Belt up and enjoy this 365-day ride as you cruise past the most momentous motoring events in history. Packed with fascinating facts about races, motorists and the history of the mighty engine, this is a must-visit web site for any car enthusiast.
The London Motor Show opened with each end of the motoring spectrum exhibited. The best of British luxury car manufacturing was represented by the 6 cylinder Jaguar 420 (£1,930), 420G (£2,238) and their sister model the Daimler Sovereign (£2,121). The Jensen Interceptor (£3,743) was launched to replace the C-V8; the first Jensen to use steel, rather than fibreglass, panels, but again used a Chrysler 6.2-litre V8. Reliant stayed with fibreglass, however, with its revised Scimitar, a more affordable £1,516 despite a new Ford-sourced 3.0-litre V6. Cheaper yet was the Triumph GT6 (£985), a Spitfire-based coupe and the Vitesse's six-cylinder, 95bhp 2.0-litre engine. More practical family cars were also present, too. The Mk 2 Ford Cortina was set to emulate the runaway success of its predecessor and visitors were impressed by the German Taunus engined Ford Zephyr V4, costing just £949. This engine also made its debut in a quirky Swedish import - the Saab 96 V4, Saab's first four-stroke car (£801). With prices from just over £800, the Hillman Hunter, launched to replace the old Super Minx and a sister model to the latest Singer Vogue, promising 90mph and 30mpg, also on display. The twin-carburettor version of the 2000, the Rover 2000TC, previously only made for export, perhaps stole the show. This £1,415, 114bhp sports saloon was capable of 112mph and 0-60mph in 11.5 seconds.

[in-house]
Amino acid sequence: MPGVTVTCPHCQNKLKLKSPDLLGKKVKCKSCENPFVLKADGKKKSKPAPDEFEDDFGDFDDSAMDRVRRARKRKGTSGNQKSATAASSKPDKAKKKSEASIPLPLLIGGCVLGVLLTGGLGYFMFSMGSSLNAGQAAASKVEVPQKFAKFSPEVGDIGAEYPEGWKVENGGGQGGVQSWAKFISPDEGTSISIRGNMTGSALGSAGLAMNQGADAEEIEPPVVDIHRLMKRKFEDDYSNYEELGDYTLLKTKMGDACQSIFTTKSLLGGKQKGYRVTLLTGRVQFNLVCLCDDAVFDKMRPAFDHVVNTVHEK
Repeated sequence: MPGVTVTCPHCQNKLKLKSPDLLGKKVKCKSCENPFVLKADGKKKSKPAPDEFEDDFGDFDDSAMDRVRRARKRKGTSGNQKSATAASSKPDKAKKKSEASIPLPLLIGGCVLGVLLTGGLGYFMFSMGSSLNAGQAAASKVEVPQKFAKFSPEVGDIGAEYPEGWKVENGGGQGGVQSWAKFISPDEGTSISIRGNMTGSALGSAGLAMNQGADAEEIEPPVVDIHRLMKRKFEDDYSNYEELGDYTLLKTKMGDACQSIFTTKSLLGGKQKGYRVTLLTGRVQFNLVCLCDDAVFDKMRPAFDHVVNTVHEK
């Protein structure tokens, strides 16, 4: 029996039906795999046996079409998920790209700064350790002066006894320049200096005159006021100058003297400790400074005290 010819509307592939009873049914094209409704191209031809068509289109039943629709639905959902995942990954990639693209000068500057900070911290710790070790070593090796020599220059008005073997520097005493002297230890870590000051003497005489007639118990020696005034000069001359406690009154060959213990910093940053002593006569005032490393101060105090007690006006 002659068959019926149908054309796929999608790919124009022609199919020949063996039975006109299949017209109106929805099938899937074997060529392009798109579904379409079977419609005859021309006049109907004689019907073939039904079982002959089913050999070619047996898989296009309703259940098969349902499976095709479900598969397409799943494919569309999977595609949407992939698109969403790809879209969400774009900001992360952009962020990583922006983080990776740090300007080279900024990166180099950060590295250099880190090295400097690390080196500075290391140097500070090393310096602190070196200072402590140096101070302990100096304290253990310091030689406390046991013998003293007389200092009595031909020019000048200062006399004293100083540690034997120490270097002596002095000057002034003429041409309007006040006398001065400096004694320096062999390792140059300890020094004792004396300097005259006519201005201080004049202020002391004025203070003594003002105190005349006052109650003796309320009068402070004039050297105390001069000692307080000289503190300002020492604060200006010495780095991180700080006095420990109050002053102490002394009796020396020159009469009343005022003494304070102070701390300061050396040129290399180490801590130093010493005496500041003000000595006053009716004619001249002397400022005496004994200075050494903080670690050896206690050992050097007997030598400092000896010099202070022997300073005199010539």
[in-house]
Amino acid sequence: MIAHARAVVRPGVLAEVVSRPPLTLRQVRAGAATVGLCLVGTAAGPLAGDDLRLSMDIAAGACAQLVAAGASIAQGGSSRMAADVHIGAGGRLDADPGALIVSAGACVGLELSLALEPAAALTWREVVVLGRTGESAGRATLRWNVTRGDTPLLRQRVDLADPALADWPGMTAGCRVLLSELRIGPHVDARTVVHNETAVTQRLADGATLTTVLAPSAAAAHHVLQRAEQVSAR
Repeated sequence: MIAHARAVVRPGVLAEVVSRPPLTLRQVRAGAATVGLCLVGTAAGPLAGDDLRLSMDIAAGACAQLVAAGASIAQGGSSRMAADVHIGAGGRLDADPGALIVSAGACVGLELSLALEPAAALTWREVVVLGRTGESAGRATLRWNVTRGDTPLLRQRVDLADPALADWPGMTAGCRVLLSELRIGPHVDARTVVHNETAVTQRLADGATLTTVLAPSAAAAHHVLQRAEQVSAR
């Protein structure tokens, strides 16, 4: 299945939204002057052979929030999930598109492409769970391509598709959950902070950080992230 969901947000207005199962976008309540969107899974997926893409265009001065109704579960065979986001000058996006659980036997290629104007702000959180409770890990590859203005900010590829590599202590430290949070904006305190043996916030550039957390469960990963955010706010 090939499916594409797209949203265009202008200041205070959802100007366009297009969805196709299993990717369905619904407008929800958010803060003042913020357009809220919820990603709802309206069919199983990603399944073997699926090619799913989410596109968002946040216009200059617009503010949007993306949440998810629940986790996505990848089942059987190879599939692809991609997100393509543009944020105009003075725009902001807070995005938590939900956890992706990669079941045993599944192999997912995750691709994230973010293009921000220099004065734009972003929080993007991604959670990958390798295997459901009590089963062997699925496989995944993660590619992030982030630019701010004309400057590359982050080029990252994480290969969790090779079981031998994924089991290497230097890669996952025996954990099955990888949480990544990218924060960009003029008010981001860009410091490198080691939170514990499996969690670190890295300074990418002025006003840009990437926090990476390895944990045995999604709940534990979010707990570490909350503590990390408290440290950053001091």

Playboy bunnies on the Aston Martin stand at the 1966 London Motor Show